John 20:31 But these are written, that ye might believe that Jesus is the Christ, the Son of God; and that believing ye might have life through his name.
Acts 16:31 Believe on the Lord Jesus Christ, and thou shalt be saved.
Romans 3:22 Even the righteousness of God which is by faith of Jesus Christ unto all and upon all them that believe.
Romans 4:3 For what saith the scripture? Abraham believed God, and it was counted unto him for righteousness.
Galatians 3:22 But the scripture hath concluded all under sin, that the promise by faith of Jesus Christ might be given to them that believe.
Belief, not Repentance
Dozens more could be listed. In fact, there are at least one hundred references in the New Testament, pointing to belief as the way one receives eternal life. Belief in what? In order to be saved from eternal condemnation, one must generally believe that Jesus is the Christ (i.e., the Messiah), the Son of God, and that He offers eternal life to all who come to Him in faith. More specifics will provided in a moment, but the point to be made here is that salvation is not by repentance of sins, but by belief.
Notice that one does not become saved by praying or walking an aisle or asking Jesus into the heart, or crying out for help, or making a public profession in church. Nor is salvation by getting baptized or going to church or having religious beliefs or being a good person. All of these things are works. Salvation is not by doing; it is by believing! According to each of the above verses, and many more that could be quoted, salvation is by believing, not by repenting of sins.
Some of a more Calvinist persuasion, who would say salvation must include repenting of one’s sins, charge those who teach “faith alone” with promoting “easy believism.” It is intended as a pejorative term, accusing “faith alone” advocates of making salvation too easy. Without repentance, they say, one’s salvation is shallow, a mere profession. It is ironic that those who come from a reformation heritage and would claim the reformation mantra of sola fide (a Latin term, meaning “by faith alone”) actually require faith plus repentance for salvation. But faith plus repentance is the same as faith plus works, as will be demonstrated below.
Yes, believing is easy, but that is because no work is involved. That’s why the gospel is often referred to as “God’s simple plan of salvation.” But mere professions are not the result of teaching faith alone for salvation. They are the result of doctrinal error that is widely dispensed in churches, namely, incorrect teaching about belief. By the way many preachers articulate the gospel and invitations to receive Christ, they lead listeners into thinking salvation is obtained by walking an aisle or praying a prayer or giving public profession of gospel facts. That is wrong, it is deceptive, and it leads people to confusion and error. Nevertheless, the way to remedy this error is not by overreacting and including repentance as a requirement for salvation. Rather, it is to teach correctly about belief.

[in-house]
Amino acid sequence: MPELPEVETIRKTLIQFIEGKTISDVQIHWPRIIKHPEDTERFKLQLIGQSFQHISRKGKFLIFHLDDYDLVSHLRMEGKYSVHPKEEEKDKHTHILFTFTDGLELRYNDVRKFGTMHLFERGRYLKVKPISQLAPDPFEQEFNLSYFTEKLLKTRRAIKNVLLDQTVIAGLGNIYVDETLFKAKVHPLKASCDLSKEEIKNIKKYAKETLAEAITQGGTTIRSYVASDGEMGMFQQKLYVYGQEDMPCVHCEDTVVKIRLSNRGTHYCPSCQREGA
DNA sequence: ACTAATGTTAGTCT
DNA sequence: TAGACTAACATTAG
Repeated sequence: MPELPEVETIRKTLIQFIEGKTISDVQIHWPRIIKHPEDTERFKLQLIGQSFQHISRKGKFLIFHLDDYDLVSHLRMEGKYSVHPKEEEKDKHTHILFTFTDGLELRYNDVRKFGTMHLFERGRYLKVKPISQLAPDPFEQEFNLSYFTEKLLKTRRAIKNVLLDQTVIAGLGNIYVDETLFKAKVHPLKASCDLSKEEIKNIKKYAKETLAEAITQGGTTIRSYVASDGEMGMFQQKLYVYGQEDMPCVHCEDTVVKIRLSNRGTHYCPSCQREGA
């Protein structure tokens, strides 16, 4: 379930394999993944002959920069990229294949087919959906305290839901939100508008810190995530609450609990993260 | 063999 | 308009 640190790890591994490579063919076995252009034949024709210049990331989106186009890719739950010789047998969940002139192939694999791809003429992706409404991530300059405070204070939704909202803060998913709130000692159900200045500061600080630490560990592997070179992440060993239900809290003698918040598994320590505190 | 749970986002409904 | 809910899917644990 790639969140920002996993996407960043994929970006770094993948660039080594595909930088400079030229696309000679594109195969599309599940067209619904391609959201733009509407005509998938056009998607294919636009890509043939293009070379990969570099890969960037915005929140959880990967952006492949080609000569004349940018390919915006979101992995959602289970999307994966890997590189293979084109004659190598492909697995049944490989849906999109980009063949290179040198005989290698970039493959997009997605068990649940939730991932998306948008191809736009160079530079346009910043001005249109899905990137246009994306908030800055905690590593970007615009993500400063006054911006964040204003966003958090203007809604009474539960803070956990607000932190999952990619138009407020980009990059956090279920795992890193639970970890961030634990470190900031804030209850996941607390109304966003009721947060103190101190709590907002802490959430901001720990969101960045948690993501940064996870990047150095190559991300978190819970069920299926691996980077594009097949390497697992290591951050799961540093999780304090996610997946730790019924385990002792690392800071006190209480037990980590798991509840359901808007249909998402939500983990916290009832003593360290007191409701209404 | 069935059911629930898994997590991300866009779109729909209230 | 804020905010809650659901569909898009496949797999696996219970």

What is belief?
Belief is simply convincement of the facts that leads one to depend upon those facts. Many of a Calvinist ilk claim that an unsaved person is unable to exercise faith, because faith is a work, they say. Which, of course, begs a question. What about repentance? If belief is a work, then is not repentance also a work? Yes, Calvinists freely admit as much. To get around an unsaved person working for salvation (by repenting and exercising faith — which, they say, is impossible because man is totally depraved or, better, “totally unable”), Calvinism teaches that regeneration precedes repentance and faith. In other words, to those whom God has sovereignly chosen, He bestows new life, literally making them born again. Only after that happens, can one repent of sins and turn to God in faith, thereby becoming converted. Thus, one error leads to another.
But is faith a work? Not according to the Scriptures.
But to him that worketh not, but believeth on him that justifieth the ungodly, his faith is counted for righteousness. Romans 4:5
The Holy Spirit of God makes it very clear that faith, or belief, is not a work. If I believe the promises of God, that means I am convinced they are for me, and I am depending upon them. I can say I believe the promises, but if I never depend upon them, I really don’t believe. So a person can say they are a Christian all they want, but if they have never depended on Christ’s promise to save them from eternal condemnation, they are not truly saved. They may know about salvation, but if they don’t depend upon Christ to save them, they are not saved!
Let’s develop this a bit further. Believing in Jesus Christ for eternal life demands one know why they need eternal life. Suppose a man never heard the gospel before. He knows nothing about Jesus or eternal life or why he needs it. If he is going to believe – which means to depend on Jesus for eternal life – he must have a basis for belief. He needs to know who Jesus is and why he needs eternal life. That is where the Holy Spirit and a Christian witness come into the picture.
In Part 2 we will explore the ministry of the Holy Spirit in changing the minds of sinners.